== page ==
• The World Design Capital (WDC) designation awarded every two years by WDO to a new design-forward city, is the perfect case study to test the data model for the world design index. City planning and design policies require analysis of huge amounts of data to make decisions and deliver proper visualization about design impact on land use, transportation, population growth, revitalization, and so on. Citizens have higher expectations on cities to provide better services, experiences, and transparency on plans for improvement. WDO has developed prototype visualization maps of past World Design Capital cities, highlighting all of the design installations from their activities, and tying those investments into quality of life as described in the UN SDGs.

• The World Design Policy Framework is being developed by WDO to promote design as a catalyst for growth and innovation. Design policy represents an increasingly critical tool in shaping the wellbeing of a city and its citizens. Through the integration of different branches of design expertise, policy has the power to create more meaningful experiences across the public sphere. While many countries recognize the power of design to strengthen economic and social development, very few have actually implemented design-led policies as part of their national agenda. And as the world’s cities continue to grapple with complex challenges, such as rapid urbanization and climate change, WDO decided to dedicate more focus on implementation. All of us have the same ambition and objectives to use Design to improve the human condition. However, design policy has limited value unless we can work together with governments at every level to understand design and to embrace it, because only when global organizations are able to understand the value of design, will they be able to leverage its power. The WDO believes the subject of Design Policy is one of the most important subjects for the future of our profession.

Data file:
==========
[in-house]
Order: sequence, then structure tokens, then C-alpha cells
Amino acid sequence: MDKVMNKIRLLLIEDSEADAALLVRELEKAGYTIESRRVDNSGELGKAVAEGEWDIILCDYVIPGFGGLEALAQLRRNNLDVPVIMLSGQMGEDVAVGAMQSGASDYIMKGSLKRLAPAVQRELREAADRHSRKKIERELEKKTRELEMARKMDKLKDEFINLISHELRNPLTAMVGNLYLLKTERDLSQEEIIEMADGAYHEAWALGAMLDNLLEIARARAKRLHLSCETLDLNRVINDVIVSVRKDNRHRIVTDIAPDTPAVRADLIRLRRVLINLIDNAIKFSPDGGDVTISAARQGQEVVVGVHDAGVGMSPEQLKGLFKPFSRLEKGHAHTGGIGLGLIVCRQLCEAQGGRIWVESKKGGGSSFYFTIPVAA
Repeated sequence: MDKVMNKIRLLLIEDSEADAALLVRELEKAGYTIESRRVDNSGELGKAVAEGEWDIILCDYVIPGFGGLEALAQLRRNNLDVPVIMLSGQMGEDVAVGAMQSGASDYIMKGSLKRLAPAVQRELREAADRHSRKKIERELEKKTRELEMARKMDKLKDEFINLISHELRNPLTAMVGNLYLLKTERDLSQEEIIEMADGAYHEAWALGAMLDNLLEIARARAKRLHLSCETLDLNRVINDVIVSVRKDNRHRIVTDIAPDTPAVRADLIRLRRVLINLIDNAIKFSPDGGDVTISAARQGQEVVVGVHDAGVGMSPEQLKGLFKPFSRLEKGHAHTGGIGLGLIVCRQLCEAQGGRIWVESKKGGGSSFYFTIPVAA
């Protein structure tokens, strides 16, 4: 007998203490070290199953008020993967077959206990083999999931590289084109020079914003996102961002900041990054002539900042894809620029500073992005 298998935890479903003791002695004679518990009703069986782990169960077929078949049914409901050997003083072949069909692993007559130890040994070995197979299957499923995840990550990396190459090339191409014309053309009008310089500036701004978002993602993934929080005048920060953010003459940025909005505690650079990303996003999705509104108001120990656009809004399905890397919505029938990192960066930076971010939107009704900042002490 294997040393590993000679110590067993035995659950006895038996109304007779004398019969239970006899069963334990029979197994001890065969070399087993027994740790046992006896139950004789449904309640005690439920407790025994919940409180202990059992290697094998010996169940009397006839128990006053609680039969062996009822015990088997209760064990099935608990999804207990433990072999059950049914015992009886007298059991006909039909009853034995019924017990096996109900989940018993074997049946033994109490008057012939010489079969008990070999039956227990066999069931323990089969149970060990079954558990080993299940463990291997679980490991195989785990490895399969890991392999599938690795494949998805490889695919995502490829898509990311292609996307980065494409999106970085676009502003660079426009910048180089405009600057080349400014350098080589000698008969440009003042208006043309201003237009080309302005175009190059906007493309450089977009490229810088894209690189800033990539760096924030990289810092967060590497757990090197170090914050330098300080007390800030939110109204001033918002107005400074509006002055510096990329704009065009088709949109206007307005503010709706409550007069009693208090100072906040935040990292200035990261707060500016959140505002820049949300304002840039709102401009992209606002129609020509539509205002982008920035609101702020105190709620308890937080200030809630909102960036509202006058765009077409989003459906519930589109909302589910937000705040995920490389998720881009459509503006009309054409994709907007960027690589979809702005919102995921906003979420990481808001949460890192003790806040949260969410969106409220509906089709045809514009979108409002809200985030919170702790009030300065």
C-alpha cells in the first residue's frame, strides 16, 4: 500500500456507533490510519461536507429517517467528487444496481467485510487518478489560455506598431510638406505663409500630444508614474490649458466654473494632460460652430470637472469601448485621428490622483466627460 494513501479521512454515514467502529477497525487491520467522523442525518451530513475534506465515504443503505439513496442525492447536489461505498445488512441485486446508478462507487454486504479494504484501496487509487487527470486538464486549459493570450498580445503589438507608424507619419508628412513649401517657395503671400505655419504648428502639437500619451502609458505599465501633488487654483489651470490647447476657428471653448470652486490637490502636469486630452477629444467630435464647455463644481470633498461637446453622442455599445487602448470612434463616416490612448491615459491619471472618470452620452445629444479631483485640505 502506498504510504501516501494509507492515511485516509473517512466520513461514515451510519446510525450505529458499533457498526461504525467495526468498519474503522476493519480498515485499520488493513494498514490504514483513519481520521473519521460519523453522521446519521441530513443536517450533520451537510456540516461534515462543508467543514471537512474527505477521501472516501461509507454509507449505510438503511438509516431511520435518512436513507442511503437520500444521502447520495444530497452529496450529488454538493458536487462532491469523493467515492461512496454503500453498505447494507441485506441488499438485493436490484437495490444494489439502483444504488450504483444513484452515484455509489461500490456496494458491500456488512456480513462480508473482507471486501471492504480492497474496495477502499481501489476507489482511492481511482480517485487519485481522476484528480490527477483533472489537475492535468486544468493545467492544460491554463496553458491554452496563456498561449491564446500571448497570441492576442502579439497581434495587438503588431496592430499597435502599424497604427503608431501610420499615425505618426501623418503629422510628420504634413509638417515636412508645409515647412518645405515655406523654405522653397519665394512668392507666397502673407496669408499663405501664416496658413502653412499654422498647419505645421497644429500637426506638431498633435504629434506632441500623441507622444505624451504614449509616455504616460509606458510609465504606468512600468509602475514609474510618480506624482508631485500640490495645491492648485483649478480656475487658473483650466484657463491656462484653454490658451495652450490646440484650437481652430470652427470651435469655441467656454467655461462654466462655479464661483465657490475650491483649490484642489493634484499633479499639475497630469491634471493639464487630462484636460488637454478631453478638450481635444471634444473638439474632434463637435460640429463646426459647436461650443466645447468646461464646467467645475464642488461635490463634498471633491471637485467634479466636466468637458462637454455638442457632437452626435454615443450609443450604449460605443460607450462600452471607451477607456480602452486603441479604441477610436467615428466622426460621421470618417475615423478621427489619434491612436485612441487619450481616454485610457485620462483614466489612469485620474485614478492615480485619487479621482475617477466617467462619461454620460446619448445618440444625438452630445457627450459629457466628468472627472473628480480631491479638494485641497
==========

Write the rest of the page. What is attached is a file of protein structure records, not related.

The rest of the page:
This is all work in progress and there’s still a lot of information to process. The WDO plans to publish our first work on these projects at the next World Design Assembly in Tokyo in October 2023.

3. How do you believe design can contribute to solving some of the world’s most pressing problems, such as climate change or social inequality?

Design can play a critical role in shaping and influencing how we find new solutions to some of the world’s most complex challenges, as defined nicely through the United Nations Sustainable Development Goals (UN SDGs). WDO’s member organizations have discussed many ways on how design can be highly relevant to solving global issues:

• Through the use of human-centered design, the needs and preferences of users are placed at the forefront of design decisions, ensuring that solutions are implemented in ways that are always beneficial to people.

• By focusing on usability and accessibility, designers can ensure that new innovations are usable and accessible to a wide range of users, including those with disabilities or those with limited technical knowledge.

• Utilizing interaction design can guide how users interact and accept new solutions through the design of interfaces, such as surfaces and other elements that improve and enhance the user experience.

• Incorporating effective visual and information design can simplify to make complex ideas more understandable and approachable.

• By building interdisciplinary collaboration and engaging with multi-disciplinary experts from other fields, design leaders can create real-world solutions which address technical and societal implications of new ideas and concepts.

• Through systems design that integrate different technologies and services, designers can help to create more seamless, efficient, and effective experiences and outcomes.